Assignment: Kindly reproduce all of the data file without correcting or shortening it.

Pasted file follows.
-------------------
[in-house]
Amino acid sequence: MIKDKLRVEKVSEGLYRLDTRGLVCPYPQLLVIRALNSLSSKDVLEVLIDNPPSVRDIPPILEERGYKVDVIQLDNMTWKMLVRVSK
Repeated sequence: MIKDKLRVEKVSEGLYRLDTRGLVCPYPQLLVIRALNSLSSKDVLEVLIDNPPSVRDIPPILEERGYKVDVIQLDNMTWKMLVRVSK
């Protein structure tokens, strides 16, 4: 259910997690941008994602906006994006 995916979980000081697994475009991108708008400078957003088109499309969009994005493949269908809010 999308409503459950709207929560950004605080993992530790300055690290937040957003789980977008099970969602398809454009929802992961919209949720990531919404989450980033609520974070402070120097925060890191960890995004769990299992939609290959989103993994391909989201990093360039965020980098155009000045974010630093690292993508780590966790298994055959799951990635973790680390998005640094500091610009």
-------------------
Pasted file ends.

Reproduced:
[in-house]
Amino acid sequence: MIKDKLRVEKVSEGLYRLDTRGLVCPYPQLLVIRALNSLSSKDVLEVLIDNPPSVRDIPPILEERGYKVDVIQLDNMTWKMLVRVSK
Repeated sequence: MIKDKLRVEKVSEGLYRLDTRGLVCPYPQLLVIRALNSLSSKDVLEVLIDNPPSVRDIPPILEERGYKVDVIQLDNMTWKMLVRVSK
């Protein structure tokens, strides 16, 4: 259910997690941008994602906006994006 995916979980000081697994475009991108708008400078957003088109499309969009994005493949269908809010 999308409503459950709207929560950004605080993992530790300055690290937040957003789980977008099970969602398809454009929802992961919209949720990531919404989450980033609520974070402070120097925060890191960890995004769990299992939609290959989103993994391909989201990093360039965020980098155009000045974010630093690292993508780590966790298994055959799951990635973790680390998005640094500091610009």